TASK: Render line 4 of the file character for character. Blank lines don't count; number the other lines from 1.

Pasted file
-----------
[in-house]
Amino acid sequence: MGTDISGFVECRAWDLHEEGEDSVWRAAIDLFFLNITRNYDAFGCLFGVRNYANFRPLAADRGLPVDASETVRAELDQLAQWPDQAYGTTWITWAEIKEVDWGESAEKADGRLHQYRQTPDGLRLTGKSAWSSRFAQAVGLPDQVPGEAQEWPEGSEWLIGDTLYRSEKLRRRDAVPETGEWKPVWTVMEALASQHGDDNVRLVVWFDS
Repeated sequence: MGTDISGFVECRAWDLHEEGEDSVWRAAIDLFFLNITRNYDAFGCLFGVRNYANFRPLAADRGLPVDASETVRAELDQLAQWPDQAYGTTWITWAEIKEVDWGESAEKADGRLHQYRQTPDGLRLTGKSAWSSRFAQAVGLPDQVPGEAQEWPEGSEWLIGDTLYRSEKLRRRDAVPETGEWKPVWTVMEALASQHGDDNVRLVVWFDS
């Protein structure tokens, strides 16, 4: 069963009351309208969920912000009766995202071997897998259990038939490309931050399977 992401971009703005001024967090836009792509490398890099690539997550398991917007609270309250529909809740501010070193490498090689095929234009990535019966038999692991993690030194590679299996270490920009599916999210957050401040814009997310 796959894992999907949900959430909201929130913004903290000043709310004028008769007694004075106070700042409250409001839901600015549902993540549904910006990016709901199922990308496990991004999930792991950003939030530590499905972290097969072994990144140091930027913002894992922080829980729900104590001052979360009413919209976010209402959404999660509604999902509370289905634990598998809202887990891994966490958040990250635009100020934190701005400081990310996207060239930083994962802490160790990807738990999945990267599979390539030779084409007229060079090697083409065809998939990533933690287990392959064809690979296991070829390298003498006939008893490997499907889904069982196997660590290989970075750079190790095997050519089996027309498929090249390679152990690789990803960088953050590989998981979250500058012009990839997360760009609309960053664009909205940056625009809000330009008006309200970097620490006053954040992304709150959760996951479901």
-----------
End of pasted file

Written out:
């Protein structure tokens, strides 16, 4: 069963009351309208969920912000009766995202071997897998259990038939490309931050399977 992401971009703005001024967090836009792509490398890099690539997550398991917007609270309250529909809740501010070193490498090689095929234009990535019966038999692991993690030194590679299996270490920009599916999210957050401040814009997310 796959894992999907949900959430909201929130913004903290000043709310004028008769007694004075106070700042409250409001839901600015549902993540549904910006990016709901199922990308496990991004999930792991950003939030530590499905972290097969072994990144140091930027913002894992922080829980729900104590001052979360009413919209976010209402959404999660509604999902509370289905634990598998809202887990891994966490958040990250635009100020934190701005400081990310996207060239930083994962802490160790990807738990999945990267599979390539030779084409007229060079090697083409065809998939990533933690287990392959064809690979296991070829390298003498006939008893490997499907889904069982196997660590290989970075750079190790095997050519089996027309498929090249390679152990690789990803960088953050590989998981979250500058012009990839997360760009609309960053664009909205940056625009809000330009008006309200970097620490006053954040992304709150959760996951479901």